On effort

Ok there's one thing that happens all over sports that drives me nearly insane. Players say it all the time, TV guys say it, newspaper guys say it, bloggers, commentators, message board posters, coaches, fans. Every person in sports says it and it drives me nuts.

It's the "effort". Every time a team loses, or isn't playing well "We need to give more effort". "We didn't put in a very good effort tonight". "The coach needs to make sure these guys play with more effort". It's a bunch of crap.

Most of the time it's not a "lack of effort" that causes a team to play poorly. In fact the most important factors in how well a hockey player plays is preparedness, mistakes, experience, fatigue, fitness, age, teammates level of play, opponents level of play, luck, circumstance, and mental well-being. It rarely has to do with level of effort. Humans are complicated, there are nights when a player plays exceptionally well. I know, from experience that there are times when I play a sport and everything feels right. Then I'll have spells where I feel like I play like crap. I make mental mistakes, I am out of position, I feel a step slow. But one thing is constant throughout both good and bad spells, my effort.

And yes, there are times when a team seems like it's trying harder than others. There are times when players get an edge, like the playoffs, against former teams, against a rival. It will look like a player is, for lack of a better term, "trying a little bit harder". But sports psychology and the human body are complicated. To expect someone to work at peak intensity all the time is like asking your car to redline all the time. Many of the times when an athlete "quits" it's because of low morale.
One of the most important aspects of combat is morale. A unit with a low morale will perform poorly. The human psyche is fragile and low morale means the individual will not execute efficiently. If a military regiment, one that is fighting for their very lives, can "not give good effort" because of morale it's safe to say that morale is more complicated than "just giving more effort." Sure the symptoms of low morale in hockey may be not finishing checks, and lackadaisical play which are easily confused with "lack of effort", but if it was as simple as trying harder it'd be easier to fix. It's not. It's entirely normal for humans to have mental lapses, physical lapses, and yes intensity lapses.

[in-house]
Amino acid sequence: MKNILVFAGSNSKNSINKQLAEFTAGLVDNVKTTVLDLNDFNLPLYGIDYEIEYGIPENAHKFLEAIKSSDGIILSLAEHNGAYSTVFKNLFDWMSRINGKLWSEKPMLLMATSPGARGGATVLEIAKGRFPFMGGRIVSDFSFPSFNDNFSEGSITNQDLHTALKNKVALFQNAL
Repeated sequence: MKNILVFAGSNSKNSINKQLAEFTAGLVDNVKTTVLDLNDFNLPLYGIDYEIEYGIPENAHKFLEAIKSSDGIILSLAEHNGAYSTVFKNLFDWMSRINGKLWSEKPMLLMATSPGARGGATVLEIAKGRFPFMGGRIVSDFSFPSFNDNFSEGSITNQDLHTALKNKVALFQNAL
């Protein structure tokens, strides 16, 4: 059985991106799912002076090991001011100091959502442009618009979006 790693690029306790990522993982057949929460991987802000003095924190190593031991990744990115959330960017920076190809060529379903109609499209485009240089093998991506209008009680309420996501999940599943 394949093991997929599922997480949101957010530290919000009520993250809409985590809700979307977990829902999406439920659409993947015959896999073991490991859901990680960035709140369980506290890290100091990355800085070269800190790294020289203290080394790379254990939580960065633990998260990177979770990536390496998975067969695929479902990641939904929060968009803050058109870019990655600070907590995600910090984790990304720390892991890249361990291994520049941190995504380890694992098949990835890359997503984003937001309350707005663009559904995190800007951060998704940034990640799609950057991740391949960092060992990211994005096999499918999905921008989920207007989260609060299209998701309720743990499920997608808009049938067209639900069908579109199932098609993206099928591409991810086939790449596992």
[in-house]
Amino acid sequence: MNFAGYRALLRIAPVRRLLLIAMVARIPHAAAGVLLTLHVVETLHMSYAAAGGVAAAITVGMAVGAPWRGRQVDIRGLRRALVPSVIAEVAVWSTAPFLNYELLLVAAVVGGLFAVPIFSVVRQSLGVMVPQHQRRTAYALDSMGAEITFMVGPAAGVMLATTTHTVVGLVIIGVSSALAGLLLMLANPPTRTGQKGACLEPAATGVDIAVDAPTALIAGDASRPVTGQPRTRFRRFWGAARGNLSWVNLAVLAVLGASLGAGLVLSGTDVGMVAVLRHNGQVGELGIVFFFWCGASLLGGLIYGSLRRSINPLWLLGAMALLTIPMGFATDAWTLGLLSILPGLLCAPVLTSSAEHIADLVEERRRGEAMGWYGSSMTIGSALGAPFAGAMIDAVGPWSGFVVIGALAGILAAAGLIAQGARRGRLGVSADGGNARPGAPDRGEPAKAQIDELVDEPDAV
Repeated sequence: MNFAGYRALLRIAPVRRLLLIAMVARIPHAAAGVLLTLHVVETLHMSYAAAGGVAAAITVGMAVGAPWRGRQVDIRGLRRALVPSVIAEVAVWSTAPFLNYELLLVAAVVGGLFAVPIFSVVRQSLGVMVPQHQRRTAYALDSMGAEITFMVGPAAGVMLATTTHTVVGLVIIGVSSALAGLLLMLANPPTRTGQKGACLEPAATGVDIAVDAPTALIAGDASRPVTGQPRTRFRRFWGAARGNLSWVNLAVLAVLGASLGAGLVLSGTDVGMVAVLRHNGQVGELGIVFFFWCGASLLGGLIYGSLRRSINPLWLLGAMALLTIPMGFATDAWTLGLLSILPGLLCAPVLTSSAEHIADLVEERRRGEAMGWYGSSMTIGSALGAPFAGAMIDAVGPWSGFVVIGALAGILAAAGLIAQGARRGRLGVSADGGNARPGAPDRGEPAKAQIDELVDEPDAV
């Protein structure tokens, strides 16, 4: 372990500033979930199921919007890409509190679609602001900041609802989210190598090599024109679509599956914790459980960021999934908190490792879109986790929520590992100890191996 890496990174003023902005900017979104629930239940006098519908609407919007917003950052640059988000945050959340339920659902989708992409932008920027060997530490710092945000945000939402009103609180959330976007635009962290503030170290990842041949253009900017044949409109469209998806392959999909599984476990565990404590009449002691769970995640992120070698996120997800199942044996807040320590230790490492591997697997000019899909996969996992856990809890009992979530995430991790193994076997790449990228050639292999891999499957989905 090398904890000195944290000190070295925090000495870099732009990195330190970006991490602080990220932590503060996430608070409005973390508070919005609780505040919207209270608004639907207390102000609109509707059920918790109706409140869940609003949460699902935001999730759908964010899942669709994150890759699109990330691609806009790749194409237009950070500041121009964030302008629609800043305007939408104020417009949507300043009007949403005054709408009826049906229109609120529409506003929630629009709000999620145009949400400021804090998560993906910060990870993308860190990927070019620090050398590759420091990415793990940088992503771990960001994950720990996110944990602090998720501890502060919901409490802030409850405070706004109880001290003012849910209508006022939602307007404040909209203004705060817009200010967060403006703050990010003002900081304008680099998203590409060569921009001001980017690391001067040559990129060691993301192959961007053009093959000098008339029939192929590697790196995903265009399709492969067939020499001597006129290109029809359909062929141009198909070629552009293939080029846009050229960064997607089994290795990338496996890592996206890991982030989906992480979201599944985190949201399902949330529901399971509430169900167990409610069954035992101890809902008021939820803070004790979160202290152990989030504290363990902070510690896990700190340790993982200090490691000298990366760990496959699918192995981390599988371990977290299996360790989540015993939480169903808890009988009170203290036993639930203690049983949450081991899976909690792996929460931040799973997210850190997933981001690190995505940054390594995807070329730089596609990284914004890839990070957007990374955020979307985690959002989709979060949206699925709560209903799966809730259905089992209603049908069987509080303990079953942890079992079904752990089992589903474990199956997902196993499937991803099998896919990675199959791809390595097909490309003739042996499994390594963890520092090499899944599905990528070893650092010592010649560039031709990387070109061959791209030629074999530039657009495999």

Not only is the "lack of effort" cliché (and yes it's up for honorary induction to the cliché hall of fame) grossly overused and unfair, but it's dehumanizing too. To say a player played poorly because of "A lack of effort" is to make the player a shallow 2-dimensional being. Since we all know they have talent if they play poorly it HAS to be the effort right? The use of "a poor effort" generalizes athletes to the point that they become something else. It strips them of their humanity and makes them nothing but dispensable cogs in the machine that is our team.

Even in the 5-1 drubbing the Avs took in this series I don't feel like they weren't trying. I felt like they weren't playing well. And maybe towards the end they let they became a little demoralized, and a little hesitant. The effort was there, it was the execution that was awful though. There are times when people don't try hard, but it's few and far between. We, as fans, need to use that label sparingly and accurately and not throw it around like fixing it will solve all the ills. Let's recognize that a poor performance is what it is: a poor performance. There are many factors that contribute to it, and lack of effort is probably not one of them.

So let's challenge ourselves, as fans, to come up with a better explanation for a poor performance, or even better yet no explanation is necessary. A player performed poorly. That's all we need to know.

1 comment:

  1. You've hit upon a cogent point here. It's easy to say that the players weren't trying hard enough, but what I think is really happening is that they are applying their efforts in directions that are being thwarted by the opposing (not an accidental term, BTW) players.

    As in everything, work smarter, not harder.